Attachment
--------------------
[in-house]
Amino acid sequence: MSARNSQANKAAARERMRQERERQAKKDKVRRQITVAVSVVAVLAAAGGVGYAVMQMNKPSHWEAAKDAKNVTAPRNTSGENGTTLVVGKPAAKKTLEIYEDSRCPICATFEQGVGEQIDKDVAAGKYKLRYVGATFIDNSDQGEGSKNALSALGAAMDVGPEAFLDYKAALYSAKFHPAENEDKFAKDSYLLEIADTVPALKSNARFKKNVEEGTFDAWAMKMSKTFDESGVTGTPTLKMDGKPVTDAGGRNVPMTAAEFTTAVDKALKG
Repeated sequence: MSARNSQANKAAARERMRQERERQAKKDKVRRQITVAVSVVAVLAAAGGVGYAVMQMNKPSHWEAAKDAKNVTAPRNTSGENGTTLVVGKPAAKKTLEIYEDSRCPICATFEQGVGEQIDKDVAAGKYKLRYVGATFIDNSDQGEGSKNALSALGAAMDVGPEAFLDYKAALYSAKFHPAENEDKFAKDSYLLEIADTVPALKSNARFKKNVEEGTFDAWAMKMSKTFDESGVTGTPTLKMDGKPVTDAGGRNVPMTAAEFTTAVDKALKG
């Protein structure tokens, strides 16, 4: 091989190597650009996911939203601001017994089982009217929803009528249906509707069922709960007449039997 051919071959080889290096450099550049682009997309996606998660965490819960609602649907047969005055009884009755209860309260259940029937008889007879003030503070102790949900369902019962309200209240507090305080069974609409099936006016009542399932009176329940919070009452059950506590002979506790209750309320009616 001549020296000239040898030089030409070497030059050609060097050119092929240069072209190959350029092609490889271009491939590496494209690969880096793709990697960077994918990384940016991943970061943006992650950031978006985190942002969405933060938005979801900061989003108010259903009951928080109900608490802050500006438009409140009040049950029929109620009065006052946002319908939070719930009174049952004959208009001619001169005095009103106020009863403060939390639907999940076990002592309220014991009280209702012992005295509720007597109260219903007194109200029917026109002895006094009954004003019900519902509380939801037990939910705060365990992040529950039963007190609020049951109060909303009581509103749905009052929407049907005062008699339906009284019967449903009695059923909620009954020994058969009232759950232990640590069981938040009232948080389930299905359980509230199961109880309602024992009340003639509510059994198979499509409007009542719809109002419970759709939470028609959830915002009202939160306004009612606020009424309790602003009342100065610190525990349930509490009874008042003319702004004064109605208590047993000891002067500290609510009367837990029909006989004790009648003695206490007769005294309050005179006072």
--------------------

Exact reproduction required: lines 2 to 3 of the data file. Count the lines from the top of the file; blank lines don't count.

Amino acid sequence: MSARNSQANKAAARERMRQERERQAKKDKVRRQITVAVSVVAVLAAAGGVGYAVMQMNKPSHWEAAKDAKNVTAPRNTSGENGTTLVVGKPAAKKTLEIYEDSRCPICATFEQGVGEQIDKDVAAGKYKLRYVGATFIDNSDQGEGSKNALSALGAAMDVGPEAFLDYKAALYSAKFHPAENEDKFAKDSYLLEIADTVPALKSNARFKKNVEEGTFDAWAMKMSKTFDESGVTGTPTLKMDGKPVTDAGGRNVPMTAAEFTTAVDKALKG
Repeated sequence: MSARNSQANKAAARERMRQERERQAKKDKVRRQITVAVSVVAVLAAAGGVGYAVMQMNKPSHWEAAKDAKNVTAPRNTSGENGTTLVVGKPAAKKTLEIYEDSRCPICATFEQGVGEQIDKDVAAGKYKLRYVGATFIDNSDQGEGSKNALSALGAAMDVGPEAFLDYKAALYSAKFHPAENEDKFAKDSYLLEIADTVPALKSNARFKKNVEEGTFDAWAMKMSKTFDESGVTGTPTLKMDGKPVTDAGGRNVPMTAAEFTTAVDKALKG